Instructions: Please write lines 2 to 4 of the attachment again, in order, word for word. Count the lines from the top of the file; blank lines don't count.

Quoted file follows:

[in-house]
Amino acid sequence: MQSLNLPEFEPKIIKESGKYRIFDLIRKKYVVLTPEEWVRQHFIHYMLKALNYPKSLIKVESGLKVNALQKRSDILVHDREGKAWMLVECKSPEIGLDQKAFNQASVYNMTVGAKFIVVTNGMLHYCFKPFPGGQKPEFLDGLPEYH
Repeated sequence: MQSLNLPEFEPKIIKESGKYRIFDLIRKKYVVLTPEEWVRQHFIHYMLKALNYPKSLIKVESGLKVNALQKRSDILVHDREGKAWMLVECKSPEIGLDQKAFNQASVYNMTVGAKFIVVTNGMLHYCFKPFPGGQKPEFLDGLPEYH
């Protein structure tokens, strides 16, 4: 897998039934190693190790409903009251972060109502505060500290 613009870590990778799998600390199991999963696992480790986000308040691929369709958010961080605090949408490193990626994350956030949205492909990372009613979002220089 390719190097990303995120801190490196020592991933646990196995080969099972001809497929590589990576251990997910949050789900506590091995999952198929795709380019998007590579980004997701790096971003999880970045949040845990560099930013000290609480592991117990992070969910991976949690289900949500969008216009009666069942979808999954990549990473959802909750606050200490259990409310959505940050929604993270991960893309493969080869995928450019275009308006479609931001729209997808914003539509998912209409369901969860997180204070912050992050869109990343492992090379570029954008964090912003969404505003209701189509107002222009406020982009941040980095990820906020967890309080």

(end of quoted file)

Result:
Amino acid sequence: MQSLNLPEFEPKIIKESGKYRIFDLIRKKYVVLTPEEWVRQHFIHYMLKALNYPKSLIKVESGLKVNALQKRSDILVHDREGKAWMLVECKSPEIGLDQKAFNQASVYNMTVGAKFIVVTNGMLHYCFKPFPGGQKPEFLDGLPEYH
Repeated sequence: MQSLNLPEFEPKIIKESGKYRIFDLIRKKYVVLTPEEWVRQHFIHYMLKALNYPKSLIKVESGLKVNALQKRSDILVHDREGKAWMLVECKSPEIGLDQKAFNQASVYNMTVGAKFIVVTNGMLHYCFKPFPGGQKPEFLDGLPEYH
């Protein structure tokens, strides 16, 4: 897998039934190693190790409903009251972060109502505060500290 613009870590990778799998600390199991999963696992480790986000308040691929369709958010961080605090949408490193990626994350956030949205492909990372009613979002220089 390719190097990303995120801190490196020592991933646990196995080969099972001809497929590589990576251990997910949050789900506590091995999952198929795709380019998007590579980004997701790096971003999880970045949040845990560099930013000290609480592991117990992070969910991976949690289900949500969008216009009666069942979808999954990549990473959802909750606050200490259990409310959505940050929604993270991960893309493969080869995928450019275009308006479609931001729209997808914003539509998912209409369901969860997180204070912050992050869109990343492992090379570029954008964090912003969404505003209701189509107002222009406020982009941040980095990820906020967890309080």